DALLAS — Noting that his company was headed for a record number of sales in 2012, Utility Trailer Manufacturing Senior Vice President of Sales and Marketing Craig Bennett Thursday, Aug. 24 told reporters at the Great American Trucking Show here that the company was in the process of expanding production capabilities at two of its manufacturing facilities.
“While there may still not be the highest level of confidence in the economy, trailers sales are doing well,” he said. “We’re on our way to a record year in sales depending on how the fourth quarter turns out.”
Bennett said the company was planning to open a 22,000-square-foot expansion at its Paragould, Ark., dry van plant that will house a new modification center that accommodates more customized trailers with complex or multiple options.
It will open in September, Bennett told reporters at an afternoon news conference.
Utility estimates that the expansion will increase its workforce by 50 at Paragould.
The modification center has been expanded to include 12 new drive-through trailer bays and an additional employee lunchroom.
Bennett said Utility was constructing a new 50,000-square-foot modification center for high option and complex refrigerated trailers at its Marion, Va., reefer plant, that would be online in late October.
Many customers order trailers with complex options that must be manufactured in a process that does not utilize an assembly line, he said.
While the expansion at the Arkansas facility could be attributed to an uptick in dry van sales, not so at the reefer plant, Bennett said.
“We’ve been expanding our capacity because we’ve had a big demand for reefer trailers,” Bennett said. “It was the most steady product throughout the recession. It was only off a couple of points in 2009 when the industry was off 36 or 37 points.”
Bennett said Utility was well-positioned with its customer base, which is made up of carriers and private fleets outside the top 20 companies in the U.S.
As for the reefer market, “We are currently in our 18th consecutive year as the No. 1 market leading reefer trailer manufacturer consistently building over half of all the reefers in North America,” Bennett said, “and this expansion is evidence of our continuing commitment to lead the reefer trailer industry.”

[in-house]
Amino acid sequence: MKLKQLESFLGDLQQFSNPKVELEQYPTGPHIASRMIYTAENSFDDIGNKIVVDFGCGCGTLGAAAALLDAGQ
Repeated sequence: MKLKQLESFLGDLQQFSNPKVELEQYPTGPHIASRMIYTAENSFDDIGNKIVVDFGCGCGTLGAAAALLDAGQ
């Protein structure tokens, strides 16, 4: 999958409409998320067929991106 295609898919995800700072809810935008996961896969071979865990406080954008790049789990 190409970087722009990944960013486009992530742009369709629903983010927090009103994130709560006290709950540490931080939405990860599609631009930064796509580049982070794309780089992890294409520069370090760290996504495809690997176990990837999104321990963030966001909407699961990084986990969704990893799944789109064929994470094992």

Refrigerator carries today, particularly the food service and distribution sector, are looking for ways to make their driver’s jobs easier,” he said. “Lift gates, walk ramps, ingress and egress options of all types all go into a trailer but they are not the box itself. They are accessories. Things that are going on trailers for our customer base require a mod center.”
A base trailer can be built in 120 hours while it might take 200-400 hours to build a trailer with complex options.
Bennett also announced that two new high-strength steel options will be made available for the 4000D-X Composite dry van in the fourth quarter.
The high strength steel side panel option, presently available for the DX-100 only, comes as an alternative to the standard .040” aluminum side skin, providing a means of countering fluctuations in the price of aluminum.
Bennett said using the same durable exterior side skin material found on plate trailers, this new option features .016” high-tensile 80,000 psi, pre-painted white, galvanized steel panels the full length of the trailer, including the front wall.
In addition, a new side wall system will be made available for both the optional DX-100 and the standard DX-101 featuring 18-gage, 100 ksi galvanized steel side wall posts in the bay area to offer significant weight savings for increased payload capacity.
Together, the high strength steel side wall system and the high strength steel side panels are a natural match, offering both cost and weight savings for greater profits.
“When combined, this unique pairing reduces weight while adding to the bottom line, making it a winning combination.” Bennett said.
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